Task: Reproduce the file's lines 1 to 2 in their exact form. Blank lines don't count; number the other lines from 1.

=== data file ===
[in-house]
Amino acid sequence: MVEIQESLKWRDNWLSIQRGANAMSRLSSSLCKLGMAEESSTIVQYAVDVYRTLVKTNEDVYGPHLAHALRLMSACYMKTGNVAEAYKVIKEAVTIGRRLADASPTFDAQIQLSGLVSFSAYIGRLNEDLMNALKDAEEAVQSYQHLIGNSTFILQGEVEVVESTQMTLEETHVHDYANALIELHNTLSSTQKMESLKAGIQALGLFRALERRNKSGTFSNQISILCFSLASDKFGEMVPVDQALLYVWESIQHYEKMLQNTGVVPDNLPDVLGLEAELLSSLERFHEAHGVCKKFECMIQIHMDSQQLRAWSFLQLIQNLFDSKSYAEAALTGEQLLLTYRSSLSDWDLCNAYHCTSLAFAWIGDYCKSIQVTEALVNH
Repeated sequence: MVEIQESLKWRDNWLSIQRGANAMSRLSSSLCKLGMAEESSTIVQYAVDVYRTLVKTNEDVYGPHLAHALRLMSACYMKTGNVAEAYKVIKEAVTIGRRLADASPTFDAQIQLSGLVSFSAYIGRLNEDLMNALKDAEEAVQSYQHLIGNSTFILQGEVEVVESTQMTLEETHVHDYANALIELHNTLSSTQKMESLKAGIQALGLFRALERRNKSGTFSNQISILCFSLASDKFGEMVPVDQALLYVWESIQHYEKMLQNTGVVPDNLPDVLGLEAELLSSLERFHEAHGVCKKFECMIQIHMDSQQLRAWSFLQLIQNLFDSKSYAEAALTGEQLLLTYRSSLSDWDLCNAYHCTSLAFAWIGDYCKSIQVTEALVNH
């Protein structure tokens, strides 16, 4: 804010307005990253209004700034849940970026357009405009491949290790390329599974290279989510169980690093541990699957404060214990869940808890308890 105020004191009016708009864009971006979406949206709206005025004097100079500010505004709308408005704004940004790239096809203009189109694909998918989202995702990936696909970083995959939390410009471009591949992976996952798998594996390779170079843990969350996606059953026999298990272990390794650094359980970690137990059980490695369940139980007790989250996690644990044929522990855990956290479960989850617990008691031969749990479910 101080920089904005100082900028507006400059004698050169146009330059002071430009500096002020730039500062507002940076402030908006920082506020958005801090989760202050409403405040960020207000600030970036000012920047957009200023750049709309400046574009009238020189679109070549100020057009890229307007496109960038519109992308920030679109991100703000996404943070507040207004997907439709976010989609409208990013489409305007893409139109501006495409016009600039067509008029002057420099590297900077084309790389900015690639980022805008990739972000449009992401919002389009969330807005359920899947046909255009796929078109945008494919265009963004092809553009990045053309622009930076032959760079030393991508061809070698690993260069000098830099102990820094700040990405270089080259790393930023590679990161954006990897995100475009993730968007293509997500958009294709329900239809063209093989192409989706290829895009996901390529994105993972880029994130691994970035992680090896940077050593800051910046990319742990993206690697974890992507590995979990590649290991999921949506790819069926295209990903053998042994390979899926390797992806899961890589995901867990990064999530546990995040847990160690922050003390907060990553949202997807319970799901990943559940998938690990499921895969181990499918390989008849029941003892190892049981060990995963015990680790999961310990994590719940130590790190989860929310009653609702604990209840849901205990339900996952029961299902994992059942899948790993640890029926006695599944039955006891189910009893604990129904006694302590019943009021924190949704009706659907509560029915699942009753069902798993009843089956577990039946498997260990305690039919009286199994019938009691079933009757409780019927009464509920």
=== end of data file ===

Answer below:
[in-house]
Amino acid sequence: MVEIQESLKWRDNWLSIQRGANAMSRLSSSLCKLGMAEESSTIVQYAVDVYRTLVKTNEDVYGPHLAHALRLMSACYMKTGNVAEAYKVIKEAVTIGRRLADASPTFDAQIQLSGLVSFSAYIGRLNEDLMNALKDAEEAVQSYQHLIGNSTFILQGEVEVVESTQMTLEETHVHDYANALIELHNTLSSTQKMESLKAGIQALGLFRALERRNKSGTFSNQISILCFSLASDKFGEMVPVDQALLYVWESIQHYEKMLQNTGVVPDNLPDVLGLEAELLSSLERFHEAHGVCKKFECMIQIHMDSQQLRAWSFLQLIQNLFDSKSYAEAALTGEQLLLTYRSSLSDWDLCNAYHCTSLAFAWIGDYCKSIQVTEALVNH